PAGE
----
[The court must]... scrutinize the record in its entirety to determine the reasonableness of the [Commissioner's]... factual findings.... No similar presumption of validity attaches to the [Commissioner's]... legal conclusions, including determination of the proper standards to be applied in evaluating claims.

Walker v. Bowen, 826 F.2d 996, 999 (11th Cir. 1987).

III. ADMINISTRATIVE PROCEEDINGS

Plaintiff was fifty-two years old at the time of the hearing before the ALJ, and had completed the twelfth grade. Tr. 60. Following the administrative hearing, and employing the five-step process, the ALJ found at Step One that Plaintiff "has not engaged in substantial gainful activity since May 1, 2005, the alleged onset date[.]" Tr. 21. At Step Two, the ALJ found that Plaintiff suffers from the following severe impairments: "lumbar degenerative disc disease, chronic obstructive pulmonary disease, congestive heart failure, major depressive disorder, and anxiety[.]" Id. At Step Three, the ALJ found that Plaintiff "does not have an impairment or combination of impairments that meets or medically equals the severity of one of the listed impairments[.]" Id. at 32. Next, the ALJ articulated Plaintiff's RFC as follows:

the claimant has the residual functional capacity to perform the full range of light work as defined in 20 C.F.R. § 404.1567(b) and 416.967(b). In function-by function terms, the claimant can perform lifting and carrying of 20 pounds occasionally, and she can perform lifting, and carrying of 10 pounds frequently. The claimant can perform standing and walking with normal breaks for about 6-hours out of an 8-hour workday, and she can perform sitting for about 6-hours out of an 8-hour workday. Due to psychological factors, the claimant remains capable of understanding, remembering, and carrying out short and simple instructions.

Id. at 34. After consulting the VE, the ALJ concluded at Step Four that Plaintiff "is unable to perform any past relevant work[.]" Id. at 45. Finally, at Step Five, applying the grids, the ALJ determined that "[b]ased on a residual functional capacity for the full range of light work, considering the claimant's age, education, and work experience, a finding of not disabled' is directed by Medical-Vocational Rule 202.14." Id. at 46. Accordingly, the ALJ determined that Plaintiff "has not been under a disability, as defined in the Social Security Act, from May 1, 2005, through the date of th[e] decision[.]" Id.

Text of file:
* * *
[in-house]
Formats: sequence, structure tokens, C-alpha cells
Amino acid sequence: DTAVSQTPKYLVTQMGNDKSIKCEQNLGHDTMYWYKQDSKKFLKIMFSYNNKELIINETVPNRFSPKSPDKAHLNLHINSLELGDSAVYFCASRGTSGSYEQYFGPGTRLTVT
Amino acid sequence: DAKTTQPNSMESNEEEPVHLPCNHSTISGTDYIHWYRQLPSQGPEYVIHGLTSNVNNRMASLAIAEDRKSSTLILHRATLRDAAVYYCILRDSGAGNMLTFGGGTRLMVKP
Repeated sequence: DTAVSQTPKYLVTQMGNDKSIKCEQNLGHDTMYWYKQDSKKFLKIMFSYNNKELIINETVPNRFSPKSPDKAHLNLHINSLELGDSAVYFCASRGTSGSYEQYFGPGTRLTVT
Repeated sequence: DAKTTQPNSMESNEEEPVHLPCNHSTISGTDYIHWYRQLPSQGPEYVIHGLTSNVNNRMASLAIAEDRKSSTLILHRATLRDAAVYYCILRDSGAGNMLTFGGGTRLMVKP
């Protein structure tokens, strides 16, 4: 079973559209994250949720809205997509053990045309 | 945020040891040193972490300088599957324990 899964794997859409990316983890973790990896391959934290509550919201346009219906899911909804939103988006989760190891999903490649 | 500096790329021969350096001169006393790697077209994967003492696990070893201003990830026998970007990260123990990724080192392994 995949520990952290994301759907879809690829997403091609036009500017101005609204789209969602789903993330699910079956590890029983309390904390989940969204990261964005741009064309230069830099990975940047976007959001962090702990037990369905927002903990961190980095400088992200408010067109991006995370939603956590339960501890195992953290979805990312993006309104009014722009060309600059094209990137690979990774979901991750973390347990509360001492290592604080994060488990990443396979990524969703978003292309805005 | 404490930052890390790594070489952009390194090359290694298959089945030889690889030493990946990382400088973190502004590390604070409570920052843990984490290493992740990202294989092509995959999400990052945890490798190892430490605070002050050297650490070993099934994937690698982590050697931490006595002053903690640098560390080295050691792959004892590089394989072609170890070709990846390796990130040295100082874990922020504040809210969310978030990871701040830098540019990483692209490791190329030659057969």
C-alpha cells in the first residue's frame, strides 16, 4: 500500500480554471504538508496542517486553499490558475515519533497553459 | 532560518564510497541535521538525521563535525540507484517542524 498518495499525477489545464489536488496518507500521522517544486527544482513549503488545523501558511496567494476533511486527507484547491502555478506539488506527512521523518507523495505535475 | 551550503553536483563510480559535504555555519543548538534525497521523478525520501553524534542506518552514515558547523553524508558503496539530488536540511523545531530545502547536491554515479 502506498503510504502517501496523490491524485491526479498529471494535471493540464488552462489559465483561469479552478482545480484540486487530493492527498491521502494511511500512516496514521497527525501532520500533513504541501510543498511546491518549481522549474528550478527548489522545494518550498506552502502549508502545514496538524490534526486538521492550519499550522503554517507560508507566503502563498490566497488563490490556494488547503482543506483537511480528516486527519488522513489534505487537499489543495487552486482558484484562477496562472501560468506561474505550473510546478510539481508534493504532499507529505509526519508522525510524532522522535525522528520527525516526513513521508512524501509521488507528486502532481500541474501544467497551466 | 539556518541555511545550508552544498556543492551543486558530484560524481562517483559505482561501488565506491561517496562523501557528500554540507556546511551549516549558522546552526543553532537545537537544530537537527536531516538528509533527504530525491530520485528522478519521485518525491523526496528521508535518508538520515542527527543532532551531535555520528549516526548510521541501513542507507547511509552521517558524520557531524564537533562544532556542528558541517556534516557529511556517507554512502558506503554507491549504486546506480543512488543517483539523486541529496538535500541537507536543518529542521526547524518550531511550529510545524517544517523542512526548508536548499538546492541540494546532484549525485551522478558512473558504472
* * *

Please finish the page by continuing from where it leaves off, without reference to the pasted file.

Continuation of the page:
IV. PLAINTIFF'S CLAIMS

Plaintiff presents the following issues for this court's consideration in review of the ALJ's decision:

A. Whether the ALJ "failed to comply with Social Security Ruling (SSR') 83-14 and/or SSR 85-15 by failing to cite examples of specific occupations Ms. Ward can perform and the incidence of such work in the national economy."
B. Whether the ALJ "failed to follow the slight abnormality' standard in finding that Ms. Ward's cervical degenerative disc disease is non-severe."
C. Whether the ALJ "failed to properly apply the pain standard."

Pl.'s Br. (Doc. 12) at 5.

V. DISCUSSION

A. Whether the ALJ erred in failing to cite specific occupations.

Plaintiff first argues that the ALJ committed reversible error because, although he found that "there are jobs that exist in significant numbers in the national economy that the claimant can perform[, ]... the ALJ failed to cite specific examples of jobs Ms. Ward could perform and incidence of such work in the region in which she resides or in several regions of the country." Pl.'s Br. (Doc. 12) at 7 (internal quotation omitted). Plaintiff appears to believe that the ALJ was required to provide such examples of occupations because, according to Plaintiff, the ALJ relied on a "vocational resource" to find that she is not disabled and, therefore, SSRs 83-14 and 85-15 required the ALJ to identify and discuss occupations which Plaintiff can perform given her RFC. Id. at 6-7. Defendant claims that the ALJ was not required to cite examples of jobs Plaintiff can perform because he relied upon the Grids in finding that she is not disabled. Def.'s Br. (Doc. 13) at 4-5.

As the court explained previously, the ALJ may utilize either the Grids or a vocational expert in performing his analysis under Step Five. See Phillips, 357 F.3d at 1239-40. As the court explained in Phillips,

The Medical Vocational Guidelines ("grids") provide applicants with an alternate path to qualify for disability benefits when their impairments do not meet the requirements of the listed qualifying impairments. The grids provide for adjudicators to consider factors such as age, confinement to sedentary or light work, inability to speak English, educational deficiencies, and lack of job experience. Each of these factors can independently limit the number of jobs realistically available to an individual. Combinations of these factors yield a statutorily-required finding of "Disabled" or "Not Disabled."

Id. at 1240. An ALJ's use of a vocational expert as a resource in performing his Step Five analysis is clearly contemplated as an alternative measure when the Grids are not utilized by the ALJ. Id. The Eleventh Circuit has explained that "exclusive reliance on the grids is not appropriate either when [the] claimant is unable to perform a full range of work at a given residual functional level or when a claimant has non-exertional impairments that significantly limit basic work skills.'" Id. at 1242 (quoting Francis v. Heckler, 749 F.2d 1562, 1566 (11th Cir. 1985)).